The Independence Movement, Korean Pioneer Generation and Korean American history are not taught well at any level at any school or college in the United States. Specific sections of this history have been reasonably studied and presented in educational materials. However, there is no comprehensive study providing an understanding of how first the Koreans in America developed their community and how they survived. The post-1965 flood of South Korean immigrants approached history like there were no Koreans in America before them. The South Koreans didn't like the Pioneer Koreans because they were too Westernized. The legacy of the One Korea descendants in America was run over and revised by the FOB's and their South Korean American absurd narcissism. The following collection of stories is provided to fill in facts between the lines and to provoke questioning of the current work by so called Korean Studies "expert scholars." A major problem with Korean study "scholars" is their paid-to-play obligations to funding sources instead of primarily seeking the truth.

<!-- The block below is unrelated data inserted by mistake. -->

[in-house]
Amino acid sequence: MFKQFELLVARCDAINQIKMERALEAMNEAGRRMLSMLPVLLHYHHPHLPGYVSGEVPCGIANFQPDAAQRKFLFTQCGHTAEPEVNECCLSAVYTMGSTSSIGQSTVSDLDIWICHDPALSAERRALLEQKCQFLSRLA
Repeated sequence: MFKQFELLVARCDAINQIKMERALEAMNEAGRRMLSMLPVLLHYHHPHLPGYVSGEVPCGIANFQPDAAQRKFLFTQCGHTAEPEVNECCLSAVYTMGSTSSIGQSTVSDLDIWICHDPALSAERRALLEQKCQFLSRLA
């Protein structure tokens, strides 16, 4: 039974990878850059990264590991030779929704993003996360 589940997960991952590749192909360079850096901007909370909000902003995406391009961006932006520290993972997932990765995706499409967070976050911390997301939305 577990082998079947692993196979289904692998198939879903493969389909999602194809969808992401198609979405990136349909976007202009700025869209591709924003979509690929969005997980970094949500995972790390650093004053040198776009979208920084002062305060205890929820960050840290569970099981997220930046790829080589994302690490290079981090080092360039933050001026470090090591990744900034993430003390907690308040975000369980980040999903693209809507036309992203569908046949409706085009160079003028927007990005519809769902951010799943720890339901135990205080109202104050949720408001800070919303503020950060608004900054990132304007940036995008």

Calling Riverside the first Koreatown is not an accurate claim. Looking into Redlands, Upland and Claremont locations where Pioneer Koreans lived and worked have not been properly considered.
The story of the Koreans who were sold to the Haciendas in 1905 is more about slavery than immigration. In the last couple years the Merida story has become controversial, again. History seemed to be revised by the Centennial groupies in 2005. Over the years the Academic Roller-coaster has taken some Pioneer family descendants for a bad ride.
Selling of Dosan
Dosan has been used by more people for their personal gain than service to their community. How did Oh Ki Young foresee how Dosan would be sold out for personal gain? Read what he wrote in 1949.
Stevens' Assassination Plotted by Patriots
Most accounts of the Durham White Stevens assassination in front of the San Francisco Ferry Building point the finger at two individuals. There was a coordinated plan that led up to his death in March 1908. Had Stevens not been shot in San Francisco he would have been attacked by Koreans waiting in Los Angeles.